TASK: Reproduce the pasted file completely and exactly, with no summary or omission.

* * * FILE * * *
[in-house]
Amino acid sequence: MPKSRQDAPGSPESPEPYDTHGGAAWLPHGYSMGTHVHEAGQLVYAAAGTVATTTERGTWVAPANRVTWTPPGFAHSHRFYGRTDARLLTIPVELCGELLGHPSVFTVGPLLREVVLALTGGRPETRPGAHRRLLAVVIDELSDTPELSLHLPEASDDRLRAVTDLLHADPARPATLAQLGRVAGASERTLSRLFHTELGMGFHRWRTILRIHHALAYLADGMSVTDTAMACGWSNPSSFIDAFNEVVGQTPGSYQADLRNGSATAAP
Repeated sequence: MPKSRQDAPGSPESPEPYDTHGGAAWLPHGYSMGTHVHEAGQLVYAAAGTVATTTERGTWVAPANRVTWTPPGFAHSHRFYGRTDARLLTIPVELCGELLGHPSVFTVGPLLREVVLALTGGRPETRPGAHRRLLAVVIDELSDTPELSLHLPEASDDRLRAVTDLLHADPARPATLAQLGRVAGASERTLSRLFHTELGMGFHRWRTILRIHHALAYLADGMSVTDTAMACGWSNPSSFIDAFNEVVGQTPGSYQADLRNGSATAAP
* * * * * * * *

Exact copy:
[in-house]
Amino acid sequence: MPKSRQDAPGSPESPEPYDTHGGAAWLPHGYSMGTHVHEAGQLVYAAAGTVATTTERGTWVAPANRVTWTPPGFAHSHRFYGRTDARLLTIPVELCGELLGHPSVFTVGPLLREVVLALTGGRPETRPGAHRRLLAVVIDELSDTPELSLHLPEASDDRLRAVTDLLHADPARPATLAQLGRVAGASERTLSRLFHTELGMGFHRWRTILRIHHALAYLADGMSVTDTAMACGWSNPSSFIDAFNEVVGQTPGSYQADLRNGSATAAP
Repeated sequence: MPKSRQDAPGSPESPEPYDTHGGAAWLPHGYSMGTHVHEAGQLVYAAAGTVATTTERGTWVAPANRVTWTPPGFAHSHRFYGRTDARLLTIPVELCGELLGHPSVFTVGPLLREVVLALTGGRPETRPGAHRRLLAVVIDELSDTPELSLHLPEASDDRLRAVTDLLHADPARPATLAQLGRVAGASERTLSRLFHTELGMGFHRWRTILRIHHALAYLADGMSVTDTAMACGWSNPSSFIDAFNEVVGQTPGSYQADLRNGSATAAP